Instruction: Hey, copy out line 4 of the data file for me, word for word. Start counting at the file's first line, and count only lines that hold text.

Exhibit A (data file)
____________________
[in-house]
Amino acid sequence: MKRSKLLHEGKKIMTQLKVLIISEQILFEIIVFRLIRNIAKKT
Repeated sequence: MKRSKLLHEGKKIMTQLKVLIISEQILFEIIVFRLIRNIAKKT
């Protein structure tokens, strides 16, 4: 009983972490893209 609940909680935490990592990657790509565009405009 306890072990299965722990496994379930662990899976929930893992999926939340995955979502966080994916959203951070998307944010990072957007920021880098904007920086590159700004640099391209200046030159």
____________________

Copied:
């Protein structure tokens, strides 16, 4: 009983972490893209 609940909680935490990592990657790509565009405009 306890072990299965722990496994379930662990899976929930893992999926939340995955979502966080994916959203951070998307944010990072957007920021880098904007920086590159700004640099391209200046030159």